Bipartisanship and North KoreaThe purge and execution of Jang Song-thaek, the powerful uncle of North Korean leader Kim Jong-un, and his followers have thrust human rights conditions in the reclusive state back into the spotlight. Concerns about egregious violations of human rights have been built on empathy toward common North Koreans living in a country where even the second-most powerful man in the regime, who was a member of the Kim dynasty, was not safe. But it is becoming more and more clear that we Koreans across the border should not turn a blind eye to those lives dominated by the politics of terror.
The main opposition Democratic Party has supported a law promoting the livelihoods and human rights of North Koreans, though it has been shelved in the National Assembly for years.
The South Korean government and legislature so far has no consistent, comprehensive or established policy addressing the human rights situation in North Korea. Laws and aid have only focused on certain pending issues like separated families, defectors, South Korean prisoners and North Korean infants. And policies change every time a new administration takes power. As a result of our own ideological conflicts, we have failed to seriously piece together a law that would help improve the lives of North Koreans.
Our perspective and policy on North Korean human rights and the crimes against humanity there naturally fell out of tune with those of the international community. The United Nations Human Rights Council has been adopting resolutions condemning North Korea every year since 2003. Those voting for a resolution on North Korea have risen, and the council last year created a commission dedicated to investigating North Korea’s human rights situation. The United States passed a North Korean Human Rights Act in 2004 to set aside funds to help North Korean refugees and send humanitarian aid. It also established a special envoy in the U.S. State Department focused on North Korean human rights. Japan has also been vocal against North Korea on the human rights front.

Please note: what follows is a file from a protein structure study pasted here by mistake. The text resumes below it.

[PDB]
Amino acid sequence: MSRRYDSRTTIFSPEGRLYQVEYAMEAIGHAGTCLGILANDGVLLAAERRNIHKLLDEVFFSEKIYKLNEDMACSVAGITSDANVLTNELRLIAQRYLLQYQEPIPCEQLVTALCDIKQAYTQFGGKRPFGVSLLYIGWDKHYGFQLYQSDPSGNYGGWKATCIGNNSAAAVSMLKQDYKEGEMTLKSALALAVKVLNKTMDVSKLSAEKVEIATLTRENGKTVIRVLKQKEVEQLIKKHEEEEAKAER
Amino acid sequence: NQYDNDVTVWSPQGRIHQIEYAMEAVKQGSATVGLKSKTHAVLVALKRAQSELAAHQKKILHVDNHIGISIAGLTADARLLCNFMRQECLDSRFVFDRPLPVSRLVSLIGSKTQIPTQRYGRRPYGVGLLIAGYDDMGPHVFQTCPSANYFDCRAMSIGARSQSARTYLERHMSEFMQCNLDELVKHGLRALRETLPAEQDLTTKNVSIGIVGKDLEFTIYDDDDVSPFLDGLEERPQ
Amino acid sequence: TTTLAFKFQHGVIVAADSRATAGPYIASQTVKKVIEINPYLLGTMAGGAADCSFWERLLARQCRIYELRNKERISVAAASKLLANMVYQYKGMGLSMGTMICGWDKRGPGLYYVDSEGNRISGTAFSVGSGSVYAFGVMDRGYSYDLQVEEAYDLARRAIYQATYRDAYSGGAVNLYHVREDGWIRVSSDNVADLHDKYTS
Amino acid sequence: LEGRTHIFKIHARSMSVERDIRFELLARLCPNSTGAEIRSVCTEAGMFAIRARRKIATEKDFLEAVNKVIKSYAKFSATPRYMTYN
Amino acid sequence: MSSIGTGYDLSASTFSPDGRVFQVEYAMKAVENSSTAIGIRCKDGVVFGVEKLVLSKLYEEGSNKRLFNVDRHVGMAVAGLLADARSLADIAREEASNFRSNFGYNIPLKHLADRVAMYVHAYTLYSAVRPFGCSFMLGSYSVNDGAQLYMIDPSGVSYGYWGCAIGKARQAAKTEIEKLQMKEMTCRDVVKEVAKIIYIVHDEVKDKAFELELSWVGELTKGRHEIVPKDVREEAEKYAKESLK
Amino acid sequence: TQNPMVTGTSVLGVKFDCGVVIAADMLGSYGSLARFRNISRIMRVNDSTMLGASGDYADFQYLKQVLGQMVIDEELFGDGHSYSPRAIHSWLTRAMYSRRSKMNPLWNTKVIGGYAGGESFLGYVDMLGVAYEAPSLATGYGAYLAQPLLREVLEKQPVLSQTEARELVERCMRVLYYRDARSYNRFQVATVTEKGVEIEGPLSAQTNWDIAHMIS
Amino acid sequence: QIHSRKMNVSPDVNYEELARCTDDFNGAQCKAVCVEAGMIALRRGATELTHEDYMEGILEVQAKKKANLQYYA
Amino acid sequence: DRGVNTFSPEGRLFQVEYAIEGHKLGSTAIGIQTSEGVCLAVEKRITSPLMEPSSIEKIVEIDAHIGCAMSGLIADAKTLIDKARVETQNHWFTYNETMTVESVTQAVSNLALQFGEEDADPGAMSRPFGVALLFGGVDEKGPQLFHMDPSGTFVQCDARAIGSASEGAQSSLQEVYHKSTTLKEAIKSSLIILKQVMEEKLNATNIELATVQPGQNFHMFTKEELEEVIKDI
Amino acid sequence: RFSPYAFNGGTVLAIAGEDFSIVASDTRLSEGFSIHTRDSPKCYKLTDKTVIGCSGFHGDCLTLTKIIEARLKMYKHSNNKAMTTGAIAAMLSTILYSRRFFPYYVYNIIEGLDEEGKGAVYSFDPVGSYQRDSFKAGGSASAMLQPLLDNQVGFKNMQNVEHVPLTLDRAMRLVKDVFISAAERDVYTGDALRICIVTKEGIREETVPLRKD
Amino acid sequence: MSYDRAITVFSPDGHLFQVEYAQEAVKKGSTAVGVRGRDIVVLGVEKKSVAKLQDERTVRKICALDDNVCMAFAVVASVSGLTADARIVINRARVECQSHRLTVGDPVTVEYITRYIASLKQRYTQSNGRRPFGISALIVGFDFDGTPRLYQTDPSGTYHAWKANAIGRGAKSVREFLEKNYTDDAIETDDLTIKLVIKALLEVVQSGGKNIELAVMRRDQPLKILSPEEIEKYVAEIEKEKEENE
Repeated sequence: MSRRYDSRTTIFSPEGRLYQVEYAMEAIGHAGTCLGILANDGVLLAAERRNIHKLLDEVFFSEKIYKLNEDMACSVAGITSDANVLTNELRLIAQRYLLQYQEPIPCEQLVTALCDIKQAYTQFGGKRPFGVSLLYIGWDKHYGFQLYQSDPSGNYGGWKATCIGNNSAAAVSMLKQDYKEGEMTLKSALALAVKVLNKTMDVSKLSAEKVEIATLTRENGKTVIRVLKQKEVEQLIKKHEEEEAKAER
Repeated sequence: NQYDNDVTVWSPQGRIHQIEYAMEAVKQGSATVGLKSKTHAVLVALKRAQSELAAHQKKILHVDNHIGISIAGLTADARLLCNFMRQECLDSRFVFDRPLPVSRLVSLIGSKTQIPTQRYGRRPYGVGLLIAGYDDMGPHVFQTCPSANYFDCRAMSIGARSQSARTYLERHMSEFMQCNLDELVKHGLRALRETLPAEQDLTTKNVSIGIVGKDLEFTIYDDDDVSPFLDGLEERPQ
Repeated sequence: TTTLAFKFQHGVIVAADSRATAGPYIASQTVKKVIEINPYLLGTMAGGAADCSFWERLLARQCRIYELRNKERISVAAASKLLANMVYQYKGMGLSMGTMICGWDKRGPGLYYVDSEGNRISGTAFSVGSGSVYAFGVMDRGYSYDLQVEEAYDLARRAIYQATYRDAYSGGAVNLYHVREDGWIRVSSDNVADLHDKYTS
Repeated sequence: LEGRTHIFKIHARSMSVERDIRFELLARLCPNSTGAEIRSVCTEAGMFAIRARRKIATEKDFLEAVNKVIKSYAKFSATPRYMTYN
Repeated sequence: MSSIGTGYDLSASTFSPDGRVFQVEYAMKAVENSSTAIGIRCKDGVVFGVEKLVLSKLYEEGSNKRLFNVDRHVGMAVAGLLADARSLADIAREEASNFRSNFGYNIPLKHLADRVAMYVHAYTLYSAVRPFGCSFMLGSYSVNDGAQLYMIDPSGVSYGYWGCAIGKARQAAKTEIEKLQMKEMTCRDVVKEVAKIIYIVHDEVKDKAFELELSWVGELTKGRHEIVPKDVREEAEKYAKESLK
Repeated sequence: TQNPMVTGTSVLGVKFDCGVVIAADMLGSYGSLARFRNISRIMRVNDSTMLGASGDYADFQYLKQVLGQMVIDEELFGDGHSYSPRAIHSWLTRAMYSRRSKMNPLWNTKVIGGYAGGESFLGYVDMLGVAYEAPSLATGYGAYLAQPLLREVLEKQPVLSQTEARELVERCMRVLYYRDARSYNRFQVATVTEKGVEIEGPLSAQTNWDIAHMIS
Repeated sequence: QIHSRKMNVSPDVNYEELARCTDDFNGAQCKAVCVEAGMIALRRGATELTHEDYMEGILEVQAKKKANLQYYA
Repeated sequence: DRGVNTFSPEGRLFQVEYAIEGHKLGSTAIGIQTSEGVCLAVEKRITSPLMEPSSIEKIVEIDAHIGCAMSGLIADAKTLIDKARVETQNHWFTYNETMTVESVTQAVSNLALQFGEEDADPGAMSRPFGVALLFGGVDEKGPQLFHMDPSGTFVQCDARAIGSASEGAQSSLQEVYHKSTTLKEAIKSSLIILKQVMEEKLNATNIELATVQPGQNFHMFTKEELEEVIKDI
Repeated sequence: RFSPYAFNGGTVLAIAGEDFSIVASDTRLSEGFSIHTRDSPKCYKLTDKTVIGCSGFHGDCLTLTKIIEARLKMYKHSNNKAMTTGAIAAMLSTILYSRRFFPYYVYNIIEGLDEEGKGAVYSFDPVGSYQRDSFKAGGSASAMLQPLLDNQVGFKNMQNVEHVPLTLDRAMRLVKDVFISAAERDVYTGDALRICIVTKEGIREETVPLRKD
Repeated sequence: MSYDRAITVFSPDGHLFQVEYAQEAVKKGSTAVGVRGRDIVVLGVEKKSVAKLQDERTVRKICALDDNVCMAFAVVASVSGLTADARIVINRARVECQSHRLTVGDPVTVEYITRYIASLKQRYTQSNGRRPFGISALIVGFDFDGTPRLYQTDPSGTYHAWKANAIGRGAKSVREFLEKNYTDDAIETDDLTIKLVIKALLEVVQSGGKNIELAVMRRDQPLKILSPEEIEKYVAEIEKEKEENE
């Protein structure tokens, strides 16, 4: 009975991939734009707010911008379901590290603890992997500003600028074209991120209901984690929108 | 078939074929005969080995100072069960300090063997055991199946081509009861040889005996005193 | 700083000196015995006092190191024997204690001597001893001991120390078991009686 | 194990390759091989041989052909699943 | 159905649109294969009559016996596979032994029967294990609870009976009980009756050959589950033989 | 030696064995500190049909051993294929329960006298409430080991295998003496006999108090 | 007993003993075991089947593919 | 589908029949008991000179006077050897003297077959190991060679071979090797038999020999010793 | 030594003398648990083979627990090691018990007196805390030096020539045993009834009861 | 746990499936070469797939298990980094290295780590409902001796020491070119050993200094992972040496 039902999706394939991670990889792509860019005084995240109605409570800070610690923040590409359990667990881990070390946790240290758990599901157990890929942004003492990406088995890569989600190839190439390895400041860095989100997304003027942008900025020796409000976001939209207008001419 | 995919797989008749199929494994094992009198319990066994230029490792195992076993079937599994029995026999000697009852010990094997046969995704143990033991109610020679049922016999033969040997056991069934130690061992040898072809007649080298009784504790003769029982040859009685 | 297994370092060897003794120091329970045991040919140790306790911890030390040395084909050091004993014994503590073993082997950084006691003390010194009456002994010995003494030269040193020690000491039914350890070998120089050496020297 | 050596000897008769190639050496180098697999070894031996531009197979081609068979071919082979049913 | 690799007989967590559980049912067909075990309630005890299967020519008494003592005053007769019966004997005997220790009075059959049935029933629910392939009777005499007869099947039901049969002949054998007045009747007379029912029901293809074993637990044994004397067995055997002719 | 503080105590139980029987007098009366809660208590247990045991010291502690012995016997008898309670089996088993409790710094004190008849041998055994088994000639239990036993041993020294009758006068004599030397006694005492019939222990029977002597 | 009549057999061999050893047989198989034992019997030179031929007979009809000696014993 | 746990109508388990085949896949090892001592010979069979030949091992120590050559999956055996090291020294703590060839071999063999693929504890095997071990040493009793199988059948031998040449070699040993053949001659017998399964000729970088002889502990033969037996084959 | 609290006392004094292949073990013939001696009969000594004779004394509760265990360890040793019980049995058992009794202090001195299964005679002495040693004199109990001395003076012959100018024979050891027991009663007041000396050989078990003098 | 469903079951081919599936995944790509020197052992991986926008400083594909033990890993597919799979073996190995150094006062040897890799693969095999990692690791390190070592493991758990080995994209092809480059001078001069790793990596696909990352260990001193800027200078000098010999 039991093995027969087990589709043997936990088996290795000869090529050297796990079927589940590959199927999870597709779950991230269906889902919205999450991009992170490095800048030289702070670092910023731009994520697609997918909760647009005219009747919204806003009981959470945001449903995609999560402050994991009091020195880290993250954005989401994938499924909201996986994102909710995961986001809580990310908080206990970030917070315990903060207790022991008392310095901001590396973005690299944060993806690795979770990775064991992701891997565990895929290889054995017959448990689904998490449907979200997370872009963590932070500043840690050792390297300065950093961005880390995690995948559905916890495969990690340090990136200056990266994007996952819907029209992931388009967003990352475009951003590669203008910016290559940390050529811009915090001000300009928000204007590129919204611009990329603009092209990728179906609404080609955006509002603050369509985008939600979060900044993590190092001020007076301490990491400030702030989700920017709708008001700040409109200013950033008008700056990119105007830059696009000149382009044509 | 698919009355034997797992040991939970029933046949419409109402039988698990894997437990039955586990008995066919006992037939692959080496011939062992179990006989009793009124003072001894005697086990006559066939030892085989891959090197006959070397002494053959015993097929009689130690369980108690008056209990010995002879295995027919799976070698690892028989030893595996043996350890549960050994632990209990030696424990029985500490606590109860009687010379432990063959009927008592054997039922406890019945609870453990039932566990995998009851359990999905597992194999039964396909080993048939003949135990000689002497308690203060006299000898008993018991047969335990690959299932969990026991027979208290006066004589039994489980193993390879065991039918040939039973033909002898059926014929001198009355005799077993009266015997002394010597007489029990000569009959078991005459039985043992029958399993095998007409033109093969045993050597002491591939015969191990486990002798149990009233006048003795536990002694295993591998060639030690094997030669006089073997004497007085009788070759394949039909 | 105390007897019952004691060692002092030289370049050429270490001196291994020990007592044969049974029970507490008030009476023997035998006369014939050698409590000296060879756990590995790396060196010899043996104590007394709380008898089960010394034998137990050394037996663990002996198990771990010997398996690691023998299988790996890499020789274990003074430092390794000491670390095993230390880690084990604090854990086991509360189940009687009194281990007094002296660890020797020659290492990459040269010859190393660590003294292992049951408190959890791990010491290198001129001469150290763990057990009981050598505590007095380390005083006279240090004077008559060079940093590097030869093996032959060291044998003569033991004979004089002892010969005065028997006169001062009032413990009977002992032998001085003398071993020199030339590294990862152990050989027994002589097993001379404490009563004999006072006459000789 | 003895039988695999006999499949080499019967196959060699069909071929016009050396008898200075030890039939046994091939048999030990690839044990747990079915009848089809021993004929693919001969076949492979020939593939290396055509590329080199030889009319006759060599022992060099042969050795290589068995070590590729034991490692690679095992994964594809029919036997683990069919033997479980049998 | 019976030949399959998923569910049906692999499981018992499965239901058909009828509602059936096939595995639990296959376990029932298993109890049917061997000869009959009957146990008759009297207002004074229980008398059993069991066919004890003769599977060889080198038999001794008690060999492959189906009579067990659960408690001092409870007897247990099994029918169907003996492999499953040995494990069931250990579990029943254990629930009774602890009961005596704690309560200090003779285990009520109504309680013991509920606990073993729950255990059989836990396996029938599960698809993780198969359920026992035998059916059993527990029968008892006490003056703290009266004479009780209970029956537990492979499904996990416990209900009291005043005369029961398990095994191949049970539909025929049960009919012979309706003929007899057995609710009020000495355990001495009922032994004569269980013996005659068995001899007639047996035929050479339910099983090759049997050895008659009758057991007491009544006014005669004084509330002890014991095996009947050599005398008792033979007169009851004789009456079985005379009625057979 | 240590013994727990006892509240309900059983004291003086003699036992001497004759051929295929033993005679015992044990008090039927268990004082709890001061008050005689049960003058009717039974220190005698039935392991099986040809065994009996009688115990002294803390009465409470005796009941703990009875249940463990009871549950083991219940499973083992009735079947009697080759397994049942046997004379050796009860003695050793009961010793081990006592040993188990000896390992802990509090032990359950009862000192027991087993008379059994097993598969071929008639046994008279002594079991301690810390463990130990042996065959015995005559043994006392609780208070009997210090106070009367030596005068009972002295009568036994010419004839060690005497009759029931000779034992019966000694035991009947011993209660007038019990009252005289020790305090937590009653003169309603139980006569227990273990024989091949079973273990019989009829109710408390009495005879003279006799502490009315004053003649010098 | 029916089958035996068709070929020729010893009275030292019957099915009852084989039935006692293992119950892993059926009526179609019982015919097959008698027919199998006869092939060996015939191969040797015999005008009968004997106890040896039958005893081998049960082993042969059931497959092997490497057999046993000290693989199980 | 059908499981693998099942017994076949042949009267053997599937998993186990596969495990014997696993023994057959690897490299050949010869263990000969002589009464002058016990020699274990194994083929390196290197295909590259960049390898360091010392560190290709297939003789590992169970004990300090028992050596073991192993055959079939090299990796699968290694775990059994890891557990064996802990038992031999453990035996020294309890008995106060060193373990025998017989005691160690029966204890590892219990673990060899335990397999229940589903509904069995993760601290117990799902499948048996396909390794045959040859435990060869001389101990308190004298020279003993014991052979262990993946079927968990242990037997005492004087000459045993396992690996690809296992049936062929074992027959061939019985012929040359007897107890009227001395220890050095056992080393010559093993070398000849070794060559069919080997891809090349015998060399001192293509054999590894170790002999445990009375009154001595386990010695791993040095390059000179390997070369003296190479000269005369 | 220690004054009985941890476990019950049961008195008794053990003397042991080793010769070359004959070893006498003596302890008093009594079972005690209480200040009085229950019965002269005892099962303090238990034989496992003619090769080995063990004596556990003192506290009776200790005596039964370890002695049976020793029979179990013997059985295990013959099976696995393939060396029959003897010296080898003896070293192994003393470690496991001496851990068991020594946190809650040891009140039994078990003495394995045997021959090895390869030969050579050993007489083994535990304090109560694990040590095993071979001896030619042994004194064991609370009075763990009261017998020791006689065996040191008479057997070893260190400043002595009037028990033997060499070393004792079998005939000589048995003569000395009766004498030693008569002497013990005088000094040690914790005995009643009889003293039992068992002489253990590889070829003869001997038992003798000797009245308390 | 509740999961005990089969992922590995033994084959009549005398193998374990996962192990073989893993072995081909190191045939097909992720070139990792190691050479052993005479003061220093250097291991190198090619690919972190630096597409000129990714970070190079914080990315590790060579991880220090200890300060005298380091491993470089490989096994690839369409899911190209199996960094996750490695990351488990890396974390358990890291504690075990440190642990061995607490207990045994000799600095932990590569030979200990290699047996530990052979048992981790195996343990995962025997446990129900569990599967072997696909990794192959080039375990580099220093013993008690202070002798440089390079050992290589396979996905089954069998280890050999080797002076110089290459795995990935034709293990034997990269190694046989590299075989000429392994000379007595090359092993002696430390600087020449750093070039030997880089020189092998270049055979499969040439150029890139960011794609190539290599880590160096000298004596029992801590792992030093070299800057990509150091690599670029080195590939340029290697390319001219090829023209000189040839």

The details of the laws differ by country, but the underlying focus is the human rights situation. It is embarrassing that we, of the same race and living just next door, have for so long kept silent and neglected to improve conditions there through a legal framework covering humanitarian aid and peaceful intervention.
The time could not be better to establish a law on North Korean human rights in light of the precarious developments there, international interest and public opinion at home. The consensus may exist, but the conservative and liberal parties differ in their focus. The Saenuri Party proposes a bill to help enhance freedom, suggesting the appointment of a special envoy and the establishment of a foundation and an archive. The DP wants to specifically target humanitarian aid to help North Koreans.
Conflict and wrangling may be inevitable, but the two sides should refer to the international trend. The UN reports on North Korea address both the breaches of freedom and the nation’s poor health. Conditions can only get better when North Koreans’ rights and livelihoods improve. Politicians must address this issue, taking into account the extraordinary nature of the inter-Korean relationship. We must send a strong message to Pyongyang as well as win the hearts of ordinary North Koreans. We expect wise bipartisan work from the National Assembly next month.